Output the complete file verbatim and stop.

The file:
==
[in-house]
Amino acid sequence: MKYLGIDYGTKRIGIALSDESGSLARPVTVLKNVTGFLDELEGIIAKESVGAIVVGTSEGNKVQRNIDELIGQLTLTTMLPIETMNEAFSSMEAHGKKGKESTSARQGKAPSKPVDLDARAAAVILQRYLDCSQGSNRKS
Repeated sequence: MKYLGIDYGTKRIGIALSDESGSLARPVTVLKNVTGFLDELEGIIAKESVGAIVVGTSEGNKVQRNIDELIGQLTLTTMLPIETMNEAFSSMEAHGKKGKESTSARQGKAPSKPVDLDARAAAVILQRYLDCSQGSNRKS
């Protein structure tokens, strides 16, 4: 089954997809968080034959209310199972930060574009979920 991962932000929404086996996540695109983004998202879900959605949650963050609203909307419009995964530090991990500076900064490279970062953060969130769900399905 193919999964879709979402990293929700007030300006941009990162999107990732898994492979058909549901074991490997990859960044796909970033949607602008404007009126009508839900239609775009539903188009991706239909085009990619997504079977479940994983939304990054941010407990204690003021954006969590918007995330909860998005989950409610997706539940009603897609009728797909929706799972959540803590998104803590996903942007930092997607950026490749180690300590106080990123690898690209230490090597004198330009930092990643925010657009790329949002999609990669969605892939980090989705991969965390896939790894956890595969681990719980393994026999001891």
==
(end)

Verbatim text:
[in-house]
Amino acid sequence: MKYLGIDYGTKRIGIALSDESGSLARPVTVLKNVTGFLDELEGIIAKESVGAIVVGTSEGNKVQRNIDELIGQLTLTTMLPIETMNEAFSSMEAHGKKGKESTSARQGKAPSKPVDLDARAAAVILQRYLDCSQGSNRKS
Repeated sequence: MKYLGIDYGTKRIGIALSDESGSLARPVTVLKNVTGFLDELEGIIAKESVGAIVVGTSEGNKVQRNIDELIGQLTLTTMLPIETMNEAFSSMEAHGKKGKESTSARQGKAPSKPVDLDARAAAVILQRYLDCSQGSNRKS
């Protein structure tokens, strides 16, 4: 089954997809968080034959209310199972930060574009979920 991962932000929404086996996540695109983004998202879900959605949650963050609203909307419009995964530090991990500076900064490279970062953060969130769900399905 193919999964879709979402990293929700007030300006941009990162999107990732898994492979058909549901074991490997990859960044796909970033949607602008404007009126009508839900239609775009539903188009991706239909085009990619997504079977479940994983939304990054941010407990204690003021954006969590918007995330909860998005989950409610997706539940009603897609009728797909929706799972959540803590998104803590996903942007930092997607950026490749180690300590106080990123690898690209230490090597004198330009930092990643925010657009790329949002999609990669969605892939980090989705991969965390896939790894956890595969681990719980393994026999001891």